A report into maternity services at Portiuncula University Hospital has identified multiple serious failures - including staffing issues, a lack of training and poor communication among maternity staff.
The long-delayed report, which was commissioned in January 2015, examined the delivery and neonatal care of 18 babies at the Galway hospital.
Some of the babies died while others were left with life-long disabilities.
The review team was chaired by Professor James Walker of Leeds University.
The report is being published this evening in Ballinasloe, and, according to the Irish Times, it states that different management of obstetric care might have made a difference in 14 out of the 18 cases examined.
Several cases involved failures to recognise pre-natal signs that there may be a problem with the birth including abnormal foetal heartbeats.
There were also failures to expedite the delivery of the babies in several cases where potential problems were identified.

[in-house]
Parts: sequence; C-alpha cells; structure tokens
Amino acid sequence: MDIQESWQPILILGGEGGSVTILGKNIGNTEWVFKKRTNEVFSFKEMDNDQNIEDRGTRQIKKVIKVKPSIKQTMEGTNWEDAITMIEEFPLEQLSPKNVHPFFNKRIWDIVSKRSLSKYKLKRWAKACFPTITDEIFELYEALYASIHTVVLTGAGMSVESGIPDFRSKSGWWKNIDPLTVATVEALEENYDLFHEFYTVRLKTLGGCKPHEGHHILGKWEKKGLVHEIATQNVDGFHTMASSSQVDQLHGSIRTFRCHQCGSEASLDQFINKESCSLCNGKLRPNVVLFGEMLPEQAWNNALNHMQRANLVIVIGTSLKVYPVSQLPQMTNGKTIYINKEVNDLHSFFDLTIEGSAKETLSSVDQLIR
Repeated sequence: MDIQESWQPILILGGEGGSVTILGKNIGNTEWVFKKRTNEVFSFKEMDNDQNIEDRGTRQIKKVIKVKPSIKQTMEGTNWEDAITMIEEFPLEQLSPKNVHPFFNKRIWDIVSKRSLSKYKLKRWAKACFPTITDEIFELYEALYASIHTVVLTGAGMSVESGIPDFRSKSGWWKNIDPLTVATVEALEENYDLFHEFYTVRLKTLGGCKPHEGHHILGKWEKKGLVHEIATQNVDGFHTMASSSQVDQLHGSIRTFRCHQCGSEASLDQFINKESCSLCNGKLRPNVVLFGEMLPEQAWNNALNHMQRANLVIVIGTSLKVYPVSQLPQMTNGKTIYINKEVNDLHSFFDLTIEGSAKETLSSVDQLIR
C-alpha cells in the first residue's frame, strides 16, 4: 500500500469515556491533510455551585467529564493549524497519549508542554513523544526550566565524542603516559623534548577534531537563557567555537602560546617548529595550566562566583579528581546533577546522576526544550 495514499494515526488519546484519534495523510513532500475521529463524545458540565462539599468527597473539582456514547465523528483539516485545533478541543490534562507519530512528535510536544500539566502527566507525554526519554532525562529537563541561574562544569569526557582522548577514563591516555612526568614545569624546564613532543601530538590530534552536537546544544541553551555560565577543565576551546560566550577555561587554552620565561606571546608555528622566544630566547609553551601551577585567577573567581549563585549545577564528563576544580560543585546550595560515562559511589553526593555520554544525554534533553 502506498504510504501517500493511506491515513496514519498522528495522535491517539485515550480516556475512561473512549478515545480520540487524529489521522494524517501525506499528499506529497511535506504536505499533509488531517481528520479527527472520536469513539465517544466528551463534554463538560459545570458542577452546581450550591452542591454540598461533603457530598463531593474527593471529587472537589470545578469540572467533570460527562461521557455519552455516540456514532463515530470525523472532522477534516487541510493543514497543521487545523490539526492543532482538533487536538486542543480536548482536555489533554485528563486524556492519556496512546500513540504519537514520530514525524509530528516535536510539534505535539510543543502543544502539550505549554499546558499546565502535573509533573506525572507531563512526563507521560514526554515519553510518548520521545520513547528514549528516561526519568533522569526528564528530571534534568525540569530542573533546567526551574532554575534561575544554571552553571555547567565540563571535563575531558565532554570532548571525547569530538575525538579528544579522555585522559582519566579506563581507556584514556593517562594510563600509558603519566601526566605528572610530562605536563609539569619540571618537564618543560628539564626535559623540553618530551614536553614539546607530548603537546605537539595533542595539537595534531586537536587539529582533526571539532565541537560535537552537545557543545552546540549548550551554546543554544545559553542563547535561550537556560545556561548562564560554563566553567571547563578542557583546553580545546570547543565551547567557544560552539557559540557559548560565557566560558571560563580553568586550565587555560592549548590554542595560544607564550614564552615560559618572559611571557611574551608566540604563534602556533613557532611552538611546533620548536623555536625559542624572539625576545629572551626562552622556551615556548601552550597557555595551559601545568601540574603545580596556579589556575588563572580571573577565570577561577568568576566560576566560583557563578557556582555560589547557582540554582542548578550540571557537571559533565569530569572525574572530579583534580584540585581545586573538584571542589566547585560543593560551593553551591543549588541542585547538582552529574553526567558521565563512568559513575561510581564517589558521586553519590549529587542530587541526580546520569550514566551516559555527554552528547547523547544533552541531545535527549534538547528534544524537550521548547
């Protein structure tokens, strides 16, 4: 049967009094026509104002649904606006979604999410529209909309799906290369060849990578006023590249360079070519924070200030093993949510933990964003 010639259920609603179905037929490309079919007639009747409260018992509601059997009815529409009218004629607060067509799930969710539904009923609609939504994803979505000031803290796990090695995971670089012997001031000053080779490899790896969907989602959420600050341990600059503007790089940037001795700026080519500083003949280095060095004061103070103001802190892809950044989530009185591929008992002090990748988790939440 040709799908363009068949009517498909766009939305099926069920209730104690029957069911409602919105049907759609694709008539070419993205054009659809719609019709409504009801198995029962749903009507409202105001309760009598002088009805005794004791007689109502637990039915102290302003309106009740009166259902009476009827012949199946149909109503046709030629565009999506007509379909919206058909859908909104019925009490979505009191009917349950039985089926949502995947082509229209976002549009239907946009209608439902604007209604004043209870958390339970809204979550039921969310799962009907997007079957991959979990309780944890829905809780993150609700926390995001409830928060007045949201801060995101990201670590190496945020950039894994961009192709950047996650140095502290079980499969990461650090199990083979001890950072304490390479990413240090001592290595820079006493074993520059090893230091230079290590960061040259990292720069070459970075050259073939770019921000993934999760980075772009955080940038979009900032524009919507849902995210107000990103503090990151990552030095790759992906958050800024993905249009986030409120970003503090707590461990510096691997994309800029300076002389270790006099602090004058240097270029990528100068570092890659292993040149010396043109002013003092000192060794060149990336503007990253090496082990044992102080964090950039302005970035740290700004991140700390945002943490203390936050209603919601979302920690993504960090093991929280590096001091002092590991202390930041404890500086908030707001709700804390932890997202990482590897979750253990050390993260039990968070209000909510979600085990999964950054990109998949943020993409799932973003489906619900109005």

The report says there was an understaffing of both midwives and consultants at the hospital “resulting in a lack of support in the acute area”.
The report also identified several communication issues both internally between staff and between the hospital and families.
The HSE apologised for the delay in issuing the report which was originally due in mid-2015.
Prof Walker said the report is not about attributing blame but that staff and national agencies must accept their responsibilities for the incidents involved and for the solutions.
He said that, since the start of the investigation, Portiuncula Hospital has begun to address many of the issues raised, and that significant progress has been made in this regard.